Hebrew University  
A Catalogue of Wall Paintings in Central and East European Synagogues
10 image(s)
Object Alone
(XI* Edit) Obj. ID: 9136
Synagogue in Alytus, .
Hierarchical List of Objects:
Object Detail
Unknown |
Artist/ Maker
Unknown (Unknown)
Lithuania | Alytus County | Alytus
| 9 Kauno St.
Period Detail
Unknown |
Number of Lines
Hebrew Numeration
Blank Leaves
Material Sdivucture
Material Decoration
Material Bonding
Material Inscription
Material Additions
Material Cloth
Material Lining
Tesserae Arrangement
Panel Measurements
Façade (main)
Location of Torah Ark
Location of Apse
Location of Niche
Location of Reader's Desk
Location of Platform
Temp: Architecture Axis
Arrangement of Seats
Location of Women's Section
Direction Prayer
Direction Toward Jerusalem
Coin Series
Coin Ruler
Coin Year
Scribal Notes
Hallmark Identification
Hallmark Group Classification
Hallmark Reference
Trade Mark
Decoration Program
Summary and Remarks
Suggested Reconsdivuction
Main Surveys & Excavations
1992, 2007
Aliza Cohen-Mushlin, Sergey Kravtsov, Vladimir Levin, Giedrė Mickūnaitė and Jurgita Šiaučiūnaitė-Verbickienė (eds.), Synagogues in Lithuania: A Catalogue. Vilnius: Vilnius Academy of Art Press, 2010. Vol. 1, pp. 87-95;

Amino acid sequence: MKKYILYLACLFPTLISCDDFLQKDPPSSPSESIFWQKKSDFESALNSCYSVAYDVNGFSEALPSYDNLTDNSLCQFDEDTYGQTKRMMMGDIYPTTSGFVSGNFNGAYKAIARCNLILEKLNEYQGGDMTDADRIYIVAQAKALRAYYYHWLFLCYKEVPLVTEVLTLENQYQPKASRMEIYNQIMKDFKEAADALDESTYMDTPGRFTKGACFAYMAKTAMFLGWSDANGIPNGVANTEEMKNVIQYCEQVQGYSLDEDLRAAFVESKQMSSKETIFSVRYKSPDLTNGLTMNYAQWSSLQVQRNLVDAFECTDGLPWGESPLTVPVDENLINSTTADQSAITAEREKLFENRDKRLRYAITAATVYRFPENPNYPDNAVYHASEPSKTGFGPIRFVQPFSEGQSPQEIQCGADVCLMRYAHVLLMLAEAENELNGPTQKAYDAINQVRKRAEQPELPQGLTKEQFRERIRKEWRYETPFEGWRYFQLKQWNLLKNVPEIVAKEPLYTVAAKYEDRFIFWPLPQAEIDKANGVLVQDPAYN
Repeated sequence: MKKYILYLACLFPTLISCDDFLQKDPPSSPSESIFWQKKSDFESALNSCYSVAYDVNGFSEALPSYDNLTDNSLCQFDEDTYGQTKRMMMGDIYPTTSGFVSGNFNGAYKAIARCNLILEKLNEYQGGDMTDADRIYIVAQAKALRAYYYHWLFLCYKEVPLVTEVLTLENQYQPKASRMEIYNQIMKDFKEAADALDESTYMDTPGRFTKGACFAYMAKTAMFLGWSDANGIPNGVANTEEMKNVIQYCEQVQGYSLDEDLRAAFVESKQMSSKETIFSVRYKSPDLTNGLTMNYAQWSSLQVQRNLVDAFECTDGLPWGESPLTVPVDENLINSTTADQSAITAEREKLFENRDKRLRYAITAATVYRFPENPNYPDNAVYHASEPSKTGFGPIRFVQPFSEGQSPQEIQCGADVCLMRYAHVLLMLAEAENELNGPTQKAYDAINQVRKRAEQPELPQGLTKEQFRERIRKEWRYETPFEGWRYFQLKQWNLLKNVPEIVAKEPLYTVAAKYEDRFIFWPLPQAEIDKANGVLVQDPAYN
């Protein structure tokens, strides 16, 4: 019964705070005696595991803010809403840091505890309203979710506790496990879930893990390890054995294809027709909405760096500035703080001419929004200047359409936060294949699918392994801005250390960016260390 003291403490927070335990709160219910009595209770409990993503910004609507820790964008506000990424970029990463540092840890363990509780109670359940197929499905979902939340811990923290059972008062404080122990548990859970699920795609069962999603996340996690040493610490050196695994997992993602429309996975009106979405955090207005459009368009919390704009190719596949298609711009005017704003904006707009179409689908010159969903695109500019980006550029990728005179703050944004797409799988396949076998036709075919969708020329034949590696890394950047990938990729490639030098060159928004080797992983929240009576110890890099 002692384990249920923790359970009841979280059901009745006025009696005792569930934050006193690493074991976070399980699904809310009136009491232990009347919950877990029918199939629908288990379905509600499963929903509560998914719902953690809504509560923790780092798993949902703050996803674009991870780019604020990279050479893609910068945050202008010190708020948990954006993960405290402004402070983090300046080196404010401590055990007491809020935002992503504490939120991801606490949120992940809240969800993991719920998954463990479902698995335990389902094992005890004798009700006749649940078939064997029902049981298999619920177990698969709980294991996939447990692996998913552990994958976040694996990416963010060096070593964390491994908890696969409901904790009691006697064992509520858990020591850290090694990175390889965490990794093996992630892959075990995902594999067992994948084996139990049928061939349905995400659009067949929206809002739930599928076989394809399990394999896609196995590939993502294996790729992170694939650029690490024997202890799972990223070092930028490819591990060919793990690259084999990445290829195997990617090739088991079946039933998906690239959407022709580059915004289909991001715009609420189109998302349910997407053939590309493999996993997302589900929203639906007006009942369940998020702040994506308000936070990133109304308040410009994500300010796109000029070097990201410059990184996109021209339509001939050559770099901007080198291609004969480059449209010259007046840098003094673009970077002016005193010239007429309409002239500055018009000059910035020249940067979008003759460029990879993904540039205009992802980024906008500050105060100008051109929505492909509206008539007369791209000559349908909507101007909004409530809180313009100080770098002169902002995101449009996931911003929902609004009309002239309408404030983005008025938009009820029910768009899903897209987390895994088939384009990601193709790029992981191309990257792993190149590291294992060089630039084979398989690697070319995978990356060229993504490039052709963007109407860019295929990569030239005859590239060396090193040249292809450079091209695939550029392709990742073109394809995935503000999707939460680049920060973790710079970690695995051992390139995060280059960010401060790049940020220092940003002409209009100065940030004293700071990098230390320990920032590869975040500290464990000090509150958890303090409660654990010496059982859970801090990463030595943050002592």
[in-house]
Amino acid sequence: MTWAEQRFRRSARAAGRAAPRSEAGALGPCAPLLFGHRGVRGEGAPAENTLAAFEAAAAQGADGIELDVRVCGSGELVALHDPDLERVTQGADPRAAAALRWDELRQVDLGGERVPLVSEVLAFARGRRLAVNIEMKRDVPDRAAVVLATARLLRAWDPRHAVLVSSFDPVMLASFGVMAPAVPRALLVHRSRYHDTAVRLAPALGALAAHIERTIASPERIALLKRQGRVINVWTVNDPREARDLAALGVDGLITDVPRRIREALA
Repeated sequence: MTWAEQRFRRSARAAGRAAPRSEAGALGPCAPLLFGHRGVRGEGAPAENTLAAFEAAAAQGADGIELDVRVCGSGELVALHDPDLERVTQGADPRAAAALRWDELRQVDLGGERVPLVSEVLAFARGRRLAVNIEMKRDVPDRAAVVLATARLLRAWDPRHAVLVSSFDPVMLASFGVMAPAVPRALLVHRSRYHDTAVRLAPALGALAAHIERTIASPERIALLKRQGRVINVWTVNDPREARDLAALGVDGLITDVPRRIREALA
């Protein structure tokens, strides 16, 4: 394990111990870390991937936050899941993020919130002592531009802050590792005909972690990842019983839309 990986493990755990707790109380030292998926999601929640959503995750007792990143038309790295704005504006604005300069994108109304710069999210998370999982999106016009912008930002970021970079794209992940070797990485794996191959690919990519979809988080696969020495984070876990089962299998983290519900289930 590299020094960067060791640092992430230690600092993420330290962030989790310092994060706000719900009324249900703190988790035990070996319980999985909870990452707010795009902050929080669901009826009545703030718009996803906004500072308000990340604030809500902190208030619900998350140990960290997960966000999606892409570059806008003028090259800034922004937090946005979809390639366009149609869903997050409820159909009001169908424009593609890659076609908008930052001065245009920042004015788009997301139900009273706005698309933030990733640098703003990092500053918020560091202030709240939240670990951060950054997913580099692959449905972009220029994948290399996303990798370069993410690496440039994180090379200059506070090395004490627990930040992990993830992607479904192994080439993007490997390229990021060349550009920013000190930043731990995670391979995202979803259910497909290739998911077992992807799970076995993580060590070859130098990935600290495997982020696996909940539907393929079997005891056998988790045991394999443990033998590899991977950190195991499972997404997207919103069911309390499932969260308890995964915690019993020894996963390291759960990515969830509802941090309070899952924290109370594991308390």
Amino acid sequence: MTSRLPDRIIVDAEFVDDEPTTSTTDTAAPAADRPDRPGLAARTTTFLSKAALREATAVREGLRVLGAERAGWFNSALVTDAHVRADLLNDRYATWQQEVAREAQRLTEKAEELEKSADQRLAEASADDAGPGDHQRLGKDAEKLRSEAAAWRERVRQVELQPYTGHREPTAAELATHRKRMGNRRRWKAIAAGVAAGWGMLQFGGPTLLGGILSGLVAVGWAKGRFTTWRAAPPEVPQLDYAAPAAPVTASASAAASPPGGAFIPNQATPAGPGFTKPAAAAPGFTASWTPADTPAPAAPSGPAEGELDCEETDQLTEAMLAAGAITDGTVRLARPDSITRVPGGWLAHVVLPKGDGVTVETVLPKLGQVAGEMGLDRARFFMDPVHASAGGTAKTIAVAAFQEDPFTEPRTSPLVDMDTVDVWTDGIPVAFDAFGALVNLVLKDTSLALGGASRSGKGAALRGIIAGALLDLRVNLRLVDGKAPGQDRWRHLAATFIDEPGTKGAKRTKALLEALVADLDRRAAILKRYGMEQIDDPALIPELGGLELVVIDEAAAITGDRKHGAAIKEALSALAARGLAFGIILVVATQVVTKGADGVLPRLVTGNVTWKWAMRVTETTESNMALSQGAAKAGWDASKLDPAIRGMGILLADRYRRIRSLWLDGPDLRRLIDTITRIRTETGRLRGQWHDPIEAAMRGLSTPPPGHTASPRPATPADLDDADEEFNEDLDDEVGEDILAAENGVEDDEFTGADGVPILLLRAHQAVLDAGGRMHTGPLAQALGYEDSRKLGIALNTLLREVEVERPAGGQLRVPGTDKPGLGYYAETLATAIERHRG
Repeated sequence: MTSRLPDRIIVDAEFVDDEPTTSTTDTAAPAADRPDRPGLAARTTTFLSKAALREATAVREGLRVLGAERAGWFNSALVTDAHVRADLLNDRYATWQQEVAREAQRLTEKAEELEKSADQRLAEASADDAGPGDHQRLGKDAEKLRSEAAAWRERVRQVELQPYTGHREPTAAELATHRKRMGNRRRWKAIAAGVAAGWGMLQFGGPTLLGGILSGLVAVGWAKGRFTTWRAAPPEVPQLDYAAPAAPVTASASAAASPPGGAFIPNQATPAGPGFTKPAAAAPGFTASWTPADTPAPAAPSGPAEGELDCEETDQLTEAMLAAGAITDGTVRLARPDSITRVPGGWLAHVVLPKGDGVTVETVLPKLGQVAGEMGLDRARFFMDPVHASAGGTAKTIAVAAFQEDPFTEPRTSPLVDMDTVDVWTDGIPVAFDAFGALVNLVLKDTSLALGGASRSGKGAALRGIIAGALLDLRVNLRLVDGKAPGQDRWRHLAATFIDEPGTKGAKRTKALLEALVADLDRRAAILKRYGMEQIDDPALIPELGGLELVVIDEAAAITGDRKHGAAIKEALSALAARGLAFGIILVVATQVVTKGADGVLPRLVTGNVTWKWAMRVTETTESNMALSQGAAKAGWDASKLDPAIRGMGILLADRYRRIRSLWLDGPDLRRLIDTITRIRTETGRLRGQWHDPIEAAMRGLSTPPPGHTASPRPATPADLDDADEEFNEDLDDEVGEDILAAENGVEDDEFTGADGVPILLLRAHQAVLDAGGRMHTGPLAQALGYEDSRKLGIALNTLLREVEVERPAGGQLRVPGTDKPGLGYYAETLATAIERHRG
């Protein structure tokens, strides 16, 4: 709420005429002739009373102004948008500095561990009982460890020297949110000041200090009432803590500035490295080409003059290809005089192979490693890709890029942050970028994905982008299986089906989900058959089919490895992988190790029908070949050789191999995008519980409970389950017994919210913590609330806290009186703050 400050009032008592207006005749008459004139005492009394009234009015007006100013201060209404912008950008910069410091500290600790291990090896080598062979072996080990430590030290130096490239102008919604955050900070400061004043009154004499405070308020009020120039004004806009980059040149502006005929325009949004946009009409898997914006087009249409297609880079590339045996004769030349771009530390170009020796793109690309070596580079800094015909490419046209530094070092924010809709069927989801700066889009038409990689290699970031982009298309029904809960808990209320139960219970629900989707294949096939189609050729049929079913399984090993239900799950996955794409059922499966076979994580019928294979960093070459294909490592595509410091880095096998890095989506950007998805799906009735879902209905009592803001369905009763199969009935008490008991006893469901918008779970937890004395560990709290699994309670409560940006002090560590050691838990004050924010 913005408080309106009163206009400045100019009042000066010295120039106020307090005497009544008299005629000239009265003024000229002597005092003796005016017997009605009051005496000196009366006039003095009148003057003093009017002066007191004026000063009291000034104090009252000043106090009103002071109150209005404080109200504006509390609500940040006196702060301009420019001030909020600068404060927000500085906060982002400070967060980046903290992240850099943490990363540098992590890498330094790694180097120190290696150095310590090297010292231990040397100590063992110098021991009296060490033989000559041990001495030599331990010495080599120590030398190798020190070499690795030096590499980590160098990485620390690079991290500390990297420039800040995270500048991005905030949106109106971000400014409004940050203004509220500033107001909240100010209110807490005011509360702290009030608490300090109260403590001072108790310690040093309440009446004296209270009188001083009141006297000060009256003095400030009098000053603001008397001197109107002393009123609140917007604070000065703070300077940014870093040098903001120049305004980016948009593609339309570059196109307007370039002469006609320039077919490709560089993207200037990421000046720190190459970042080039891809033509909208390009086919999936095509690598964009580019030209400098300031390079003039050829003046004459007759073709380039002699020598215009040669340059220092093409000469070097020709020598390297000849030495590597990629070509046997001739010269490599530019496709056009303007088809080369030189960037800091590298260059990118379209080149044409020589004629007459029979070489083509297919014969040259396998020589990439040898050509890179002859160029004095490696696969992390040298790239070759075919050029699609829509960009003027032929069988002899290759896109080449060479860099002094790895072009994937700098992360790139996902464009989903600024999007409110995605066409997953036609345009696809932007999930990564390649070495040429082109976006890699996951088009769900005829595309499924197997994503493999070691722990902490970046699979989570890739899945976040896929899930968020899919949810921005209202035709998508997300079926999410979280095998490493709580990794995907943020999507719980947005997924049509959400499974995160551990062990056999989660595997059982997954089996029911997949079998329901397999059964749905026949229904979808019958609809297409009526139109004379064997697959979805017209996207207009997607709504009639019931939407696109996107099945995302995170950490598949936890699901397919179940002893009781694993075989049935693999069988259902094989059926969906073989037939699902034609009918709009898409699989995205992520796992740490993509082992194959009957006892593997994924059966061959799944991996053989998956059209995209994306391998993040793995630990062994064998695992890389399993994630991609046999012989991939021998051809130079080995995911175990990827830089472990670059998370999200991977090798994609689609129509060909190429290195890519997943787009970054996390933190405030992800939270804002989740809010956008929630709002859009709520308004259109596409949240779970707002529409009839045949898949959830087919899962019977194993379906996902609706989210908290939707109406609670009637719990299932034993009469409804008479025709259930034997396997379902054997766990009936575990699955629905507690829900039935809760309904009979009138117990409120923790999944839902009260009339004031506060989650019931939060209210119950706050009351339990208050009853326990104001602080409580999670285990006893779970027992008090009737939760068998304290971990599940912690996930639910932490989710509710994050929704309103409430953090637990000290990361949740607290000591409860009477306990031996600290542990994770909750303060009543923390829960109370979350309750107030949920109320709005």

Marija Rupeikienė, "Synagogues of Lithuania," in Lithuanian Synagogues (Exhibition Catalogue) (Vilnius: The Vilna Gaon Jewish State Museum, 1997) p. 31, ill on p. 34;
Marija Rupeikienė, Nykstantis kultūros paveldas: Lietuvos sinagogų architektūra (Vilnius, 2003), p. 146 ill. 129;
Pinkas hakehilot: Lita, ed. Dov Levin (Jerusalem, 1996) p. 142;
Lite, eds. Mendl Sudarski, Uriyah Katsenelnbogn and I. Kisin (New York, 1951), p. 1479;
Valentinas Bransišauskas, "Fate of Jewish Property in Lithuania during World War II," in Alfredas Jomantas (ed.), Jewish Cultural Heritage in Lithuania (Vilnius: Versus aureus Publishers, 2006), p. 55;
Niunkaitė-Račiūnnienė, Aistė, Lietuvos žydų tradicinio meno ir simbolių pasaulis: Atvaizdai, vaizdiniai ir tekstai (Vilnius, 2011), iil. 1, 2;

Cohen-Mushlin, Aliza, Sergey Kravtsov, Vladimir Levin, Giedrė Mickūnaitė, Jurgita Šiaučiūnaitė-Verbickienė (eds.), Synagogues in Lithuania. A Catalogue, 2 vols. (Vilnius, 2010-12)
Short Name
Full Name
Photograph Date
Negative/ Photo. No.
“Synagogues in Lithuania: A Catalogue” project | 2007
Vladimir Levin | 2015
Architectural Drawings
Computer Reconsdivuction
Section Head
Language Editor
Carmen Echevarria | 2016

The synagogue is situated on the left bank of the river Nemunas in the part of town known as Alytus II.

The synagogue was built in 1911, after a large fire ravaged Alytus II in 1909, in the place of a wooden synagogue that was built as early as 1857.